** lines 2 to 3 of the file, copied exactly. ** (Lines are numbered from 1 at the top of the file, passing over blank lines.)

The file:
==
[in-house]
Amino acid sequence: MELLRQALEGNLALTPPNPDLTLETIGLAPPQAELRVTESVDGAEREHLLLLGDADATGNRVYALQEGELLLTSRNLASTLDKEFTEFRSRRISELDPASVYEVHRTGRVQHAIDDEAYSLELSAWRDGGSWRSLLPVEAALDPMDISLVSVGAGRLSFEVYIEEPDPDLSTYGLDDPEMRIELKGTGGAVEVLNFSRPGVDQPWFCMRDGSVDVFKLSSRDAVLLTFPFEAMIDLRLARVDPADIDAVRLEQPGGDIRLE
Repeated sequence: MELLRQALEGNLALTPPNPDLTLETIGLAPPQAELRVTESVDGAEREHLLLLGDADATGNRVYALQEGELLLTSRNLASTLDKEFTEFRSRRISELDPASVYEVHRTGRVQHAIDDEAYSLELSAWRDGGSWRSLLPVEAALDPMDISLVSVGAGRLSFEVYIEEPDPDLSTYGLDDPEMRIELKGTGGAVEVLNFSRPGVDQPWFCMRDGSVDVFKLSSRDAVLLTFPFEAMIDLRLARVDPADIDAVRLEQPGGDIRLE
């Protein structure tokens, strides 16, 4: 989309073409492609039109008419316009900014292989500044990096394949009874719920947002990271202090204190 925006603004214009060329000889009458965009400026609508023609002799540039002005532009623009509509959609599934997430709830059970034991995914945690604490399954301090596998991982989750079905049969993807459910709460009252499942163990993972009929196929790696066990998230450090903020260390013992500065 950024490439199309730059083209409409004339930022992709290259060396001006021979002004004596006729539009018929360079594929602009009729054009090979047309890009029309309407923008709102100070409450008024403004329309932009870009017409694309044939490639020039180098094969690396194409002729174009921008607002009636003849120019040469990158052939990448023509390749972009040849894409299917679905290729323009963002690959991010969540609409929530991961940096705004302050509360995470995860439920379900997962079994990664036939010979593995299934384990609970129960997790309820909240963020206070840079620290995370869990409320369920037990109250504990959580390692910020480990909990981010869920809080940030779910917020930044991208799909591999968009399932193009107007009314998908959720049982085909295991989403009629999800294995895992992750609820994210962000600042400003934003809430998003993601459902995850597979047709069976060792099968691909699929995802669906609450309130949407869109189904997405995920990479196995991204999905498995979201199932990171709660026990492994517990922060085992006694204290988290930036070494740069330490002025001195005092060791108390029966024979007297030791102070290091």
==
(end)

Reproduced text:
Amino acid sequence: MELLRQALEGNLALTPPNPDLTLETIGLAPPQAELRVTESVDGAEREHLLLLGDADATGNRVYALQEGELLLTSRNLASTLDKEFTEFRSRRISELDPASVYEVHRTGRVQHAIDDEAYSLELSAWRDGGSWRSLLPVEAALDPMDISLVSVGAGRLSFEVYIEEPDPDLSTYGLDDPEMRIELKGTGGAVEVLNFSRPGVDQPWFCMRDGSVDVFKLSSRDAVLLTFPFEAMIDLRLARVDPADIDAVRLEQPGGDIRLE
Repeated sequence: MELLRQALEGNLALTPPNPDLTLETIGLAPPQAELRVTESVDGAEREHLLLLGDADATGNRVYALQEGELLLTSRNLASTLDKEFTEFRSRRISELDPASVYEVHRTGRVQHAIDDEAYSLELSAWRDGGSWRSLLPVEAALDPMDISLVSVGAGRLSFEVYIEEPDPDLSTYGLDDPEMRIELKGTGGAVEVLNFSRPGVDQPWFCMRDGSVDVFKLSSRDAVLLTFPFEAMIDLRLARVDPADIDAVRLEQPGGDIRLE